Wrigley Field Returns to PETA's Top 10 Veggie-Friendly Ballpark List
WRIGLEYVILLE — Those new veggie hot dogs at Wrigley Field are beefing up the team's ranking — on PETA's list of top 10 "vegetarian-friendly" ballparks, that is.
The People for the Ethical Treatment of Animals ranked Wrigley Field as the 10th most "vegetarian-friendly" Major League Baseball stadium in the U.S., marking the second time the ballpark has cracked the top 10. Wrigley Field first tied for 10th place with Milwaukee's Miller Park in 2009 and then disappeared from the rankings.
But this season's additions of a veggie hot dog and a veggie chopped salad pushed Wrigley Field back up, making it a "shoo-in," according to a release from PETA. The stadium also offers veggie burgers and a tempeh-based barbecue sandwich called the "Sloppy Jane."
Farther south, U.S. Cellular Field earned an honorable mention from the group for its veggie burgers, meat-free burritos and corn on the cob.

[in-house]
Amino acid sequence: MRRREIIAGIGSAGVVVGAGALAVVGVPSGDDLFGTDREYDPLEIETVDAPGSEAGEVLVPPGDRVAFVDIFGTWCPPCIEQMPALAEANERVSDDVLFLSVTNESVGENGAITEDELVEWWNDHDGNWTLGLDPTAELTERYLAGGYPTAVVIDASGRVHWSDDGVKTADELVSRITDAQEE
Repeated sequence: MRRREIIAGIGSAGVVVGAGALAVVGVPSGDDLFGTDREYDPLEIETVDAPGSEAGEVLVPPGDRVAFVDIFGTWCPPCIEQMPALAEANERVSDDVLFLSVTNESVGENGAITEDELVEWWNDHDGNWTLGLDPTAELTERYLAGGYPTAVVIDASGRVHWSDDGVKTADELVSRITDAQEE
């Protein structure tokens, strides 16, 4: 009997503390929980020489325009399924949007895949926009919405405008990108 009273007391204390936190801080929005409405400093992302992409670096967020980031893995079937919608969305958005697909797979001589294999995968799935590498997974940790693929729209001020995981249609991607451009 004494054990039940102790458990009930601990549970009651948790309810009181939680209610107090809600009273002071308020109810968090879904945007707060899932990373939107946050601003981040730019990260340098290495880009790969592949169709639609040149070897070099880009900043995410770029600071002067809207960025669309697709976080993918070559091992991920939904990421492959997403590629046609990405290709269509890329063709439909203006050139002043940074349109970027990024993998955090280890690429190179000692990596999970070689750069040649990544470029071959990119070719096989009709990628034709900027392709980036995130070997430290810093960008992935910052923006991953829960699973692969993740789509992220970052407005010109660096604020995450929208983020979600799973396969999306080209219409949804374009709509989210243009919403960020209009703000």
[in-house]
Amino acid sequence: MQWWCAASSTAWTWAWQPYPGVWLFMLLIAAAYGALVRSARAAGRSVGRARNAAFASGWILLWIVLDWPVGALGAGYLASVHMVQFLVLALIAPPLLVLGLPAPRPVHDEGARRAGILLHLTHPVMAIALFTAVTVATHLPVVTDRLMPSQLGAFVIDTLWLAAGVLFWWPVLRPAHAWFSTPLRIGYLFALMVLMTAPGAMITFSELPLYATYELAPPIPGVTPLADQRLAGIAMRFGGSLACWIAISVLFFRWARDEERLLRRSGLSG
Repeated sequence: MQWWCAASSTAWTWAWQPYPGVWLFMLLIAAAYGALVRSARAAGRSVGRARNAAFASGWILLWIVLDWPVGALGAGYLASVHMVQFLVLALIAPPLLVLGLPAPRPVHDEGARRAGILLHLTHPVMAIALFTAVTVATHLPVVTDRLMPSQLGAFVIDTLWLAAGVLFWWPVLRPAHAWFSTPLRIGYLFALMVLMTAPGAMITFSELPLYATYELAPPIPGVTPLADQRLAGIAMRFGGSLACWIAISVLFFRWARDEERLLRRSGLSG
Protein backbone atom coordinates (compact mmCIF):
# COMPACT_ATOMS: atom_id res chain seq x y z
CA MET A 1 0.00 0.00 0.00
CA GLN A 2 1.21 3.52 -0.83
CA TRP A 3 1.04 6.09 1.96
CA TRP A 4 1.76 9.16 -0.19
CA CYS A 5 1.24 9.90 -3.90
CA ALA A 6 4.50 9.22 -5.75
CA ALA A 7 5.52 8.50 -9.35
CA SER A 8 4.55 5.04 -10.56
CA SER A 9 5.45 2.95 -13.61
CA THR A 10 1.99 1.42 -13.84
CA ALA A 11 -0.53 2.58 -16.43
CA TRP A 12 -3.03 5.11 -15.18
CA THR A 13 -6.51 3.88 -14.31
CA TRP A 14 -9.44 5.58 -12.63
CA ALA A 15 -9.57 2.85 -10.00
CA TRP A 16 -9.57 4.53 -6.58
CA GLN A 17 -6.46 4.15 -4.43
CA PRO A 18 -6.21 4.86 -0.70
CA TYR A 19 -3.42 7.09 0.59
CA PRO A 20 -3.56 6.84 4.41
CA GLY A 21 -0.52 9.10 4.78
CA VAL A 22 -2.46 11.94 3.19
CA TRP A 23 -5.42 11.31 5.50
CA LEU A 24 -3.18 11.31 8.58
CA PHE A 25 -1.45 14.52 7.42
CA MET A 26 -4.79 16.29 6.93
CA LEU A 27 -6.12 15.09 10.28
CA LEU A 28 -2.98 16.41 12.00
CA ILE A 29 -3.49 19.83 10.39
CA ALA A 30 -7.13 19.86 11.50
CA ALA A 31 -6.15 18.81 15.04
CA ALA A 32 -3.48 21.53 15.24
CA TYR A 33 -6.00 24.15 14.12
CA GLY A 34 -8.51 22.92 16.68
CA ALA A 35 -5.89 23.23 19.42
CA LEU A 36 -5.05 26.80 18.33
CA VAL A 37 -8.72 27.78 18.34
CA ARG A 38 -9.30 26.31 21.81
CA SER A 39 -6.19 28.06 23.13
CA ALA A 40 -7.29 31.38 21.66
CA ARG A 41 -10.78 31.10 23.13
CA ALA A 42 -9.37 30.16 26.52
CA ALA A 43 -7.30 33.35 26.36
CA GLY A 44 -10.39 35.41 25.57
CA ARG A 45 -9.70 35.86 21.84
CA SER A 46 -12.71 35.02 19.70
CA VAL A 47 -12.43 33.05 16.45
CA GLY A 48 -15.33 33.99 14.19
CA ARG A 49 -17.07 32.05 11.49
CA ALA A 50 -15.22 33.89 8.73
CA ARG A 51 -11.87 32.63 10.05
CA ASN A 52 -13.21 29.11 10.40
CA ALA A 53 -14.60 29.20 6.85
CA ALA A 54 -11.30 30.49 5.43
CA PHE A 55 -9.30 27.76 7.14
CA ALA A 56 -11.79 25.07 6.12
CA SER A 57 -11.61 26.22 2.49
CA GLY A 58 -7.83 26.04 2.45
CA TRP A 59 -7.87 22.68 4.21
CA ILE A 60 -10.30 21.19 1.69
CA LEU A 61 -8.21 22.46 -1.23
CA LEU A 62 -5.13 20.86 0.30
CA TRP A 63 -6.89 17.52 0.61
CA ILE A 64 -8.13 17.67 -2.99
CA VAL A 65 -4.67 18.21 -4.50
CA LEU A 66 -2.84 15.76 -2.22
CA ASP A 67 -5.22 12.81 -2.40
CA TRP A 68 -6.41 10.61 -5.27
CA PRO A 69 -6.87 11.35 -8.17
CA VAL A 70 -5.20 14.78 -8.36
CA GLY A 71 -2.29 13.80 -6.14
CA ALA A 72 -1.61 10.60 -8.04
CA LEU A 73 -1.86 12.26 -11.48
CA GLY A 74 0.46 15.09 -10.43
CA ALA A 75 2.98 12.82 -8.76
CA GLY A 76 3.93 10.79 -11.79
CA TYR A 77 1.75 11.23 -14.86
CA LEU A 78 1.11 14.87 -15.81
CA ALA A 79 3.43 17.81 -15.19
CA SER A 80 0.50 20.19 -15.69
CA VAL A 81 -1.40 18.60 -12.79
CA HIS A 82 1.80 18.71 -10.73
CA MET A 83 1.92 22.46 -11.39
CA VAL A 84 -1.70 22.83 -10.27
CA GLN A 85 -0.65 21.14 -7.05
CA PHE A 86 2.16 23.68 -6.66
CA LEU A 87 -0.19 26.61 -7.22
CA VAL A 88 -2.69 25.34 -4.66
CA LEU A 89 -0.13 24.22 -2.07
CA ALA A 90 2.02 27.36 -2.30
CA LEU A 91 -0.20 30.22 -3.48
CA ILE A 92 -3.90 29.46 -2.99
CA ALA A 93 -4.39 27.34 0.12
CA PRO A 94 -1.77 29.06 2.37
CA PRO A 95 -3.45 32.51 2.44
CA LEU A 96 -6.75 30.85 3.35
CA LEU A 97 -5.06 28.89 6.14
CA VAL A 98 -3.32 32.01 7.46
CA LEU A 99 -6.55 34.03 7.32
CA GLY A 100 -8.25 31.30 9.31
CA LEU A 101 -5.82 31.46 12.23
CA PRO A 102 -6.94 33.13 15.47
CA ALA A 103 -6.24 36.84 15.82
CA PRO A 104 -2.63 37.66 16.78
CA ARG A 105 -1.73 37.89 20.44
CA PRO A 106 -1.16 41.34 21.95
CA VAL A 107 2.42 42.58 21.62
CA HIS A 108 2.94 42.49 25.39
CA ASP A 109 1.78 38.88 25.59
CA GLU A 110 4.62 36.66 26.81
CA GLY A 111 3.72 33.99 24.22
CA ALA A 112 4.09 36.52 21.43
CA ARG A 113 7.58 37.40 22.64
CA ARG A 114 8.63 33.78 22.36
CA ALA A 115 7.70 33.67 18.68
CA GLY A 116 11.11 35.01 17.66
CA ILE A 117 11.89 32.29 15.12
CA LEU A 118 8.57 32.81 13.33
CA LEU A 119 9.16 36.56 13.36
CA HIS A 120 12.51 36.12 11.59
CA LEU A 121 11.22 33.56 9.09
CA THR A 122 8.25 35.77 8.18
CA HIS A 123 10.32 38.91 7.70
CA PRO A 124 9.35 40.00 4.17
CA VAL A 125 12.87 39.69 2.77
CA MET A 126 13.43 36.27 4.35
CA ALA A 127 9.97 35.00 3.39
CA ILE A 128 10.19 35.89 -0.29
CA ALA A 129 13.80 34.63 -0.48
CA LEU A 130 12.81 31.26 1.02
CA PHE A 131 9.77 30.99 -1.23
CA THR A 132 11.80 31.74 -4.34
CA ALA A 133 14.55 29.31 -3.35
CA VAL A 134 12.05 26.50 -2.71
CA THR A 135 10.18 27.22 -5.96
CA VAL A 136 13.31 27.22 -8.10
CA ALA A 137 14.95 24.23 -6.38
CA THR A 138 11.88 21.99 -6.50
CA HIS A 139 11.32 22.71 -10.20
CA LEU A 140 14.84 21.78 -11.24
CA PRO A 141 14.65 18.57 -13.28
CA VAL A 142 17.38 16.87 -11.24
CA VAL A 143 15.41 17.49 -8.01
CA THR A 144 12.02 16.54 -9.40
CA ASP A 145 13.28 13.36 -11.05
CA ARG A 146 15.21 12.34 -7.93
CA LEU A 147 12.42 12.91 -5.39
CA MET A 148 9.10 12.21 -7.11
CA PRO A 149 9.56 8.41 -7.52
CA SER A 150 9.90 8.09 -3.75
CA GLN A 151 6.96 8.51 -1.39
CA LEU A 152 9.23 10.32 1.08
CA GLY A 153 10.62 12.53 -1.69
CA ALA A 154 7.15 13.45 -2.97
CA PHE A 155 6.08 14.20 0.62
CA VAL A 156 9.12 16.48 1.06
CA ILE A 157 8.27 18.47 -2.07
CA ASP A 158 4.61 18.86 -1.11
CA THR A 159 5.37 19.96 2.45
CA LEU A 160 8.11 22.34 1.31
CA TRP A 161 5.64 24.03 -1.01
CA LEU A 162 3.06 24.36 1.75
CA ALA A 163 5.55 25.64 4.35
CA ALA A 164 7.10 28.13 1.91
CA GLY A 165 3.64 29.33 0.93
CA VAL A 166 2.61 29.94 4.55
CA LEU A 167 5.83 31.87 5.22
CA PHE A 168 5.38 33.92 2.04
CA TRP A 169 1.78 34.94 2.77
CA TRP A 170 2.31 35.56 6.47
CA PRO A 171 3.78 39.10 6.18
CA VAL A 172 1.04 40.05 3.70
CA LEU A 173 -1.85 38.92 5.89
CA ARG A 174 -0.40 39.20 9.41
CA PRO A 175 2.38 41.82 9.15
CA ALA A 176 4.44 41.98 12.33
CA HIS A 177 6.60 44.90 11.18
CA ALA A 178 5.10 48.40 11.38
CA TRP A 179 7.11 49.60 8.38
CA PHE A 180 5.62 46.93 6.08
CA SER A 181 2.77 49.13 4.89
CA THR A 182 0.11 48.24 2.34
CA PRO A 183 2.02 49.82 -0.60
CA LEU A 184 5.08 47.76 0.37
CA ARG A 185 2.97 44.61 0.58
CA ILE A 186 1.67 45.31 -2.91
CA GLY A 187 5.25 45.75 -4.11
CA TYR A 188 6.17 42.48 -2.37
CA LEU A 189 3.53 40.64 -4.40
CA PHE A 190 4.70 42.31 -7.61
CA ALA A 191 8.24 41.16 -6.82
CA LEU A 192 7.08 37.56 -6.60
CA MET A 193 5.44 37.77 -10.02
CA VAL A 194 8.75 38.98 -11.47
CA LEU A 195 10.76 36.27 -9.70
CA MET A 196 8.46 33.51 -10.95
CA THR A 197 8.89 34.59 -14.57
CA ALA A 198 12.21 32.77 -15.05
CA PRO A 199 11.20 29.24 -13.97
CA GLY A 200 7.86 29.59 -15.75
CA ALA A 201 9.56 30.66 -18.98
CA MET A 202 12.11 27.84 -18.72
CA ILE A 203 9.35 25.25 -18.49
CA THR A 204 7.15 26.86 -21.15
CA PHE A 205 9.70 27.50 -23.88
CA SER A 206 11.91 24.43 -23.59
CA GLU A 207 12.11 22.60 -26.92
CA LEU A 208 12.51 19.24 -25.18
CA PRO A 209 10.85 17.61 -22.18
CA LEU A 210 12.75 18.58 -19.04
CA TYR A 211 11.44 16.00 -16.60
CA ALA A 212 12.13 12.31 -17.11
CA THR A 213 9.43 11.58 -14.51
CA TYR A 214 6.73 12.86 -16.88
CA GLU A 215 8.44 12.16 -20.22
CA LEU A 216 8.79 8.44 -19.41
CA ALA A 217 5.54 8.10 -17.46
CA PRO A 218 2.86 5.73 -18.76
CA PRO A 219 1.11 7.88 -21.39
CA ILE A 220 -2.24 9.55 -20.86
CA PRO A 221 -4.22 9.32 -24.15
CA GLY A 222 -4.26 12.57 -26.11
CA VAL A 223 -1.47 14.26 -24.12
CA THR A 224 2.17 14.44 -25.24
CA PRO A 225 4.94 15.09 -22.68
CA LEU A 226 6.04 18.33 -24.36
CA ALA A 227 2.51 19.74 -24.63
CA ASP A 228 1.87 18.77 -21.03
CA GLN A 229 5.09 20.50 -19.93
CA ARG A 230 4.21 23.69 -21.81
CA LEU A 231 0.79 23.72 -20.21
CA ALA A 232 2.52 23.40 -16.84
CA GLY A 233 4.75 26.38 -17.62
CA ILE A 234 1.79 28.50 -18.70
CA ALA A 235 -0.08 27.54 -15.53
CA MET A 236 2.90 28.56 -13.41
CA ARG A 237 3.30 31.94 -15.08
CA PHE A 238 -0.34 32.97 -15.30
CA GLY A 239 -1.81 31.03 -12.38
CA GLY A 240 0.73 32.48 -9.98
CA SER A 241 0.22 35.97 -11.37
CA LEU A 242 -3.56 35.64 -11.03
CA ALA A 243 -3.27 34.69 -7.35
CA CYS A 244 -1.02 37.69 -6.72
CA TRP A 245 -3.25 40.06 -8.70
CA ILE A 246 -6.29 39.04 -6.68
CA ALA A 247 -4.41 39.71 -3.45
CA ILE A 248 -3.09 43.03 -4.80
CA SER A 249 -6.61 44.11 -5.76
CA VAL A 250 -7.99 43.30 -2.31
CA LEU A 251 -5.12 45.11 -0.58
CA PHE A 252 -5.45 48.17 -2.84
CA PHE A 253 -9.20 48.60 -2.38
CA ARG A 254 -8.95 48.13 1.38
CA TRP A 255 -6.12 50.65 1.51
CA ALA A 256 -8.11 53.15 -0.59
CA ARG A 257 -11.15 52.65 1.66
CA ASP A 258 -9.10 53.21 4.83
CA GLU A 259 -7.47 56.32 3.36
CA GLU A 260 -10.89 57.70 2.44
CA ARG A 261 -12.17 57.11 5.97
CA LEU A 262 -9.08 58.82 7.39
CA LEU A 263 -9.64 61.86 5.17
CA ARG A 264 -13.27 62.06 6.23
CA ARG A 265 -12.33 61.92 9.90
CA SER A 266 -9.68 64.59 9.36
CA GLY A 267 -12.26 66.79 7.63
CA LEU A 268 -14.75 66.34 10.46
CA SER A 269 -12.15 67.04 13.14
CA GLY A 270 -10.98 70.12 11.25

Both parks lost out to the Philadelphia Phillies' Citizens Bank Park, which has been named baseball's most "vegetarian-friendly" park for the past two years for its vegan chicken sandwiches, grilled cheese and crab-free crabcake salads.
A 2012 Gallup poll found that about 5 percent of Americans say they are vegetarians and about 2 percent say they are vegan. The numbers have remained steady for the past 10 years, Gallup said.
Chicago as a whole is also welcoming to those who forgo meat, according to PETA. The group declared it the fifth-most "vegan-friendly" city in the U.S.
The group named Lakeview and Logan Square's The Chicago Diner as "one of the most legendary vegan-friendly restaurants in the world" and lauded Urban Vegan, a Thai restaurant with locations in Uptown and Lincoln Park.
The Cubs and Wrigley Field are 95 percent owned by a trust established for the benefit of the family of Joe Ricketts, owner and CEO of DNAinfo.com. Joe Ricketts has no direct involvement in the management of the iconic team.